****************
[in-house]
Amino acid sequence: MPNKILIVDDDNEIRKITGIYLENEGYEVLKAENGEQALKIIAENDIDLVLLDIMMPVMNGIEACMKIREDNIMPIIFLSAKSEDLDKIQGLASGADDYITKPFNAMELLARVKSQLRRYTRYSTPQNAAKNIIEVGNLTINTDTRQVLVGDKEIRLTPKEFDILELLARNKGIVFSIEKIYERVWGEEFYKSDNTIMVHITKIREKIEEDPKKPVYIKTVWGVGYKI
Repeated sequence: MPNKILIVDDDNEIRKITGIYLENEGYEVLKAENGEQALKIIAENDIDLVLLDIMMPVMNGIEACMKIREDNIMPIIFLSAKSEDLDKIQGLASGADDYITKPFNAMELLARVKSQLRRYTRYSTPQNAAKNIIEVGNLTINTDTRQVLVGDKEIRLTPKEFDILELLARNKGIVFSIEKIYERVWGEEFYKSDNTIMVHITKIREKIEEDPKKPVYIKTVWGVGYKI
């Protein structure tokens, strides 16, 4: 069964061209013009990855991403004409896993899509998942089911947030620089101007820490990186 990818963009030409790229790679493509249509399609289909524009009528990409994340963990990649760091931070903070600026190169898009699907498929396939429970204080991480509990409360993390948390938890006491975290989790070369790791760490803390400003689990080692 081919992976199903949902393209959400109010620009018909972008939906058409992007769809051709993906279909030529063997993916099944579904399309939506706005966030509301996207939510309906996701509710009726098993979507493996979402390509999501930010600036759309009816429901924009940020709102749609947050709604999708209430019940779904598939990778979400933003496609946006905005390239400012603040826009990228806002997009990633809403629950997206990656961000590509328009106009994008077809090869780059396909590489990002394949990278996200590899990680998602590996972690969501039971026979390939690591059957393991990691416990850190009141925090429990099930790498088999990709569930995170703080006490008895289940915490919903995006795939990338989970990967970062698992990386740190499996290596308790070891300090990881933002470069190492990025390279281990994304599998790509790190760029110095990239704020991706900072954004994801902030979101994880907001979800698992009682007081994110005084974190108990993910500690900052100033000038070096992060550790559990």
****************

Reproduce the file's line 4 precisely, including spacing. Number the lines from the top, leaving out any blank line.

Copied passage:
């Protein structure tokens, strides 16, 4: 069964061209013009990855991403004409896993899509998942089911947030620089101007820490990186 990818963009030409790229790679493509249509399609289909524009009528990409994340963990990649760091931070903070600026190169898009699907498929396939429970204080991480509990409360993390948390938890006491975290989790070369790791760490803390400003689990080692 081919992976199903949902393209959400109010620009018909972008939906058409992007769809051709993906279909030529063997993916099944579904399309939506706005966030509301996207939510309906996701509710009726098993979507493996979402390509999501930010600036759309009816429901924009940020709102749609947050709604999708209430019940779904598939990778979400933003496609946006905005390239400012603040826009990228806002997009990633809403629950997206990656961000590509328009106009994008077809090869780059396909590489990002394949990278996200590899990680998602590996972690969501039971026979390939690591059957393991990691416990850190009141925090429990099930790498088999990709569930995170703080006490008895289940915490919903995006795939990338989970990967970062698992990386740190499996290596308790070891300090990881933002470069190492990025390279281990994304599998790509790190760029110095990239704020991706900072954004994801902030979101994880907001979800698992009682007081994110005084974190108990993910500690900052100033000038070096992060550790559990």